OVER THE COMING years, airport retail sales are tipped to grow at a faster pace than ever before.
According to a 2016 report by analysts GlobalData, the world’s duty-free market is set to grow at a rate of about 7% every year between now and 2020.
That means that at the start of the next decade, travellers will spend roughly €60 billion on over-sized Toblerones, cartons of cigarettes, bottles of perfume and the like as they jet around the world.
The spending increase will largely be bolstered by the fast-growing Asia-Pacific region, which is estimated to be the source of more than half the world’s 3.4 billion additional passengers that will take to the skies by 2035, according to figures by aviation body IATA.
That spurt will be a boon to the travel retail sector because Asian consumers typically have a strong appetite for the luxury goods available in airport shops.
Jackie McDonagh, a manager at Irish state-backed travel retail group Aer Rianta International (ARI), says that the industry thrives on exclusive deals with well-known brands.
“We work with a suite of different brands, from the beauty industry to liquor to confectionery brands,” she tells Fora. “We might be the first to launch their products or it might be exclusive to us for six weeks before it goes anywhere else.”
For example, the DAA-owned ARI – which has operations in 13 airports around the world – recently partnered with drinks giant Diageo to offer a limited-edition Guinness at Dublin and Cork airports.
“People do a lot of gifting in the airport,” McDonagh says, explaining that there is a demand from holidaymakers for such one-off, souvenir items.
The motivation for the increased focus on retail is clear: selling to passengers has become a central part of airports’ operations.
In the case of DAA’s Dublin and Cork airports, retail, food and drink sales were worth more than €300 million in 2016 – up 11% on the previous year. Close to half of the semi-state’s revenue now comes from its domestic and international retail operations, as well as related activities.
Duty-free is sometimes seen as a sort of ‘retail lockdown’. Passengers are often anxious to pass through security as quickly as possible, which in turn means they usually have some time to kill ‘airside’ before boarding their flight.
Travellers at Dublin Airport, for example, typically have a two-and-a-half-hour ‘dwell time’, according to the hub’s marketing materials.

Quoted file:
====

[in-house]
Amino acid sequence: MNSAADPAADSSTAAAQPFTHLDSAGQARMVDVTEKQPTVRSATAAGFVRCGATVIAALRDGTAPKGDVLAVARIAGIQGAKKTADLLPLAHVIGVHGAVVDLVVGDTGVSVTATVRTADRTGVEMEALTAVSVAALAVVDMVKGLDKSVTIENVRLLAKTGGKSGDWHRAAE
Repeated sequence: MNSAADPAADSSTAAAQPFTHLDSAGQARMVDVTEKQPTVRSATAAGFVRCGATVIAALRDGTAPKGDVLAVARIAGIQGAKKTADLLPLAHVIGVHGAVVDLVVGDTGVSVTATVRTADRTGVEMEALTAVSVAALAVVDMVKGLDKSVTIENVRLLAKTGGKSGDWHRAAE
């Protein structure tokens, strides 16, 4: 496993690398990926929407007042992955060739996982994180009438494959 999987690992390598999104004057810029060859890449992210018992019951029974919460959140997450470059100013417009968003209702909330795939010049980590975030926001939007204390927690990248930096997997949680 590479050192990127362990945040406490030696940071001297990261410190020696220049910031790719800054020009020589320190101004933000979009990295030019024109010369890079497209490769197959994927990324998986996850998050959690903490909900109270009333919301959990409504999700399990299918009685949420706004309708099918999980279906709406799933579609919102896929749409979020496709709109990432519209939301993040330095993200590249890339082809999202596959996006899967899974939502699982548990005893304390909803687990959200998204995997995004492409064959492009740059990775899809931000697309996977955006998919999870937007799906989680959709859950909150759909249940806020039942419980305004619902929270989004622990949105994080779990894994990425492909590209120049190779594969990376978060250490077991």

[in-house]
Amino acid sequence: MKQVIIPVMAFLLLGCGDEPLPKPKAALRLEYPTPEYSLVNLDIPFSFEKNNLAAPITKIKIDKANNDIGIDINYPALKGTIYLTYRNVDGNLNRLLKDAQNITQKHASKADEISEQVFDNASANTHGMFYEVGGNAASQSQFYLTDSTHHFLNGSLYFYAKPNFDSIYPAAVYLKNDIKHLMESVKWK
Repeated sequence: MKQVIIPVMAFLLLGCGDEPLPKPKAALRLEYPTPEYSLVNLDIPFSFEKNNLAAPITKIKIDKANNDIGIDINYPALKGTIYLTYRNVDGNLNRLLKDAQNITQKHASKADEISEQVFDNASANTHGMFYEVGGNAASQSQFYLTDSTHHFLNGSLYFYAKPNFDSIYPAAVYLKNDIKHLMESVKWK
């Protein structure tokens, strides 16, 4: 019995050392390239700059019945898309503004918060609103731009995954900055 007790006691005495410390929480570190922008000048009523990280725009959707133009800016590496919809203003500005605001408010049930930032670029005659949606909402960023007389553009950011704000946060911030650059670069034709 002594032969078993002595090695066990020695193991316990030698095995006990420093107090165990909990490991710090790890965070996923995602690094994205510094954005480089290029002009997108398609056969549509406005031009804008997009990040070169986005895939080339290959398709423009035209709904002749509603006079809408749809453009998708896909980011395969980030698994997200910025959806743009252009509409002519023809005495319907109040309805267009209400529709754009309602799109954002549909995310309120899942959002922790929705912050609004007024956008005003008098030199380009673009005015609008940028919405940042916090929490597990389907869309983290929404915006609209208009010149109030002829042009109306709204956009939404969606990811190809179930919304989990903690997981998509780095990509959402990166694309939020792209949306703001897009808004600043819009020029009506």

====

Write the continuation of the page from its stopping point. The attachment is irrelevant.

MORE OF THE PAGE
However, McDonagh says that there are a number of complexities that significantly reduce the time a retailer has to capture a consumer’s attention.
“One of the key differences between a person shopping in travel retail versus a (high street) shop is that the number-one priority when they go shopping on the domestic market is to go shopping,” she said.
“Their priority when they come to the airport is to get on a flight.”
As a result, passengers typically give just 10 minutes of their attention to retail, McDonagh claims.
She argues that the travel retail sector has to “work harder in terms of increasing penetration in the stores”, again by pushing exclusive promotions.
The success of the retail wing of an airport hinges on the cooperation of each of the hub’s stakeholders.
In other words, the time it takes passengers to park their car, drop their baggage and pass through security affects how much time they will dedicate to shopping.
“There are quite a lot of processes and pinch points that they have to get through before they eventually shop,” McDonagh says.
When asked what trends she sees emerging in the industry, McDonagh says “there will always be a need for Toblerone bars and bottles of fragrances”, but there is a clear shift towards so-called ‘experiential’ purchasing.
Brick-and-mortar stores have in recent years tried to differentiate themselves from online retailers by offering customers a shopping ‘experience’. They’ve rolled out personal shopper services and installed ‘Instragrammable’ fixtures in their premises.
Airport retailers are doing the same. For example, Fora recently reported that Shannon Airport will install a ‘water wall’ in its duty-free in a bid to encourage shoppers to slow down and ultimately spend more money.
McDonagh suggested that product-wise, local whiskies will become more popular with the boom in boutique Irish producers.
“In Ireland, we’d work with several local distilleries,” she says. “I think the airport is a great way for them to get on the shelf quicker. It’s good for us because of its exclusivity as well.”